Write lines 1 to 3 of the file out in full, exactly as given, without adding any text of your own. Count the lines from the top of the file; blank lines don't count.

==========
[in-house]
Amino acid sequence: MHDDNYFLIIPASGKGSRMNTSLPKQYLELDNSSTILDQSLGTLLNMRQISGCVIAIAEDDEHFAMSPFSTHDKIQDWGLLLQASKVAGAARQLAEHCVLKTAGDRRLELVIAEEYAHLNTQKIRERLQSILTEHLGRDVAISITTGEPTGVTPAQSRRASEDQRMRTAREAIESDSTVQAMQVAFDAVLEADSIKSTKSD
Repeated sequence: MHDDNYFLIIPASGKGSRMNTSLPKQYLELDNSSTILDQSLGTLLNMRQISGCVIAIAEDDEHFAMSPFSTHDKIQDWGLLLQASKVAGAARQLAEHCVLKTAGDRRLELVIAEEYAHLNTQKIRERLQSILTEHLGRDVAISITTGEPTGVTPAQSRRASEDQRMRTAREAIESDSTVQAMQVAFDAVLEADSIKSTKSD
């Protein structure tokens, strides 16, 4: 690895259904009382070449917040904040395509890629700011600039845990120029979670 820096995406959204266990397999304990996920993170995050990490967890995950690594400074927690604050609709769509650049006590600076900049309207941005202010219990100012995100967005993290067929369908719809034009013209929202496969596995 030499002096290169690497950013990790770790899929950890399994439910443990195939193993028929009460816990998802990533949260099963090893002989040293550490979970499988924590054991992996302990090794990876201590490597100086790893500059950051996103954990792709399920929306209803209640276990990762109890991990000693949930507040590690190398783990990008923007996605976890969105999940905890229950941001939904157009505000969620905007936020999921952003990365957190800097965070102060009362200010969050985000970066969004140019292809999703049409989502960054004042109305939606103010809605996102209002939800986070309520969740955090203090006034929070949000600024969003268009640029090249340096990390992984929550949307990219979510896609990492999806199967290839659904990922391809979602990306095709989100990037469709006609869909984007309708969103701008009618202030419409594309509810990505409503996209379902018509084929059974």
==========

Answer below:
[in-house]
Amino acid sequence: MHDDNYFLIIPASGKGSRMNTSLPKQYLELDNSSTILDQSLGTLLNMRQISGCVIAIAEDDEHFAMSPFSTHDKIQDWGLLLQASKVAGAARQLAEHCVLKTAGDRRLELVIAEEYAHLNTQKIRERLQSILTEHLGRDVAISITTGEPTGVTPAQSRRASEDQRMRTAREAIESDSTVQAMQVAFDAVLEADSIKSTKSD
Repeated sequence: MHDDNYFLIIPASGKGSRMNTSLPKQYLELDNSSTILDQSLGTLLNMRQISGCVIAIAEDDEHFAMSPFSTHDKIQDWGLLLQASKVAGAARQLAEHCVLKTAGDRRLELVIAEEYAHLNTQKIRERLQSILTEHLGRDVAISITTGEPTGVTPAQSRRASEDQRMRTAREAIESDSTVQAMQVAFDAVLEADSIKSTKSD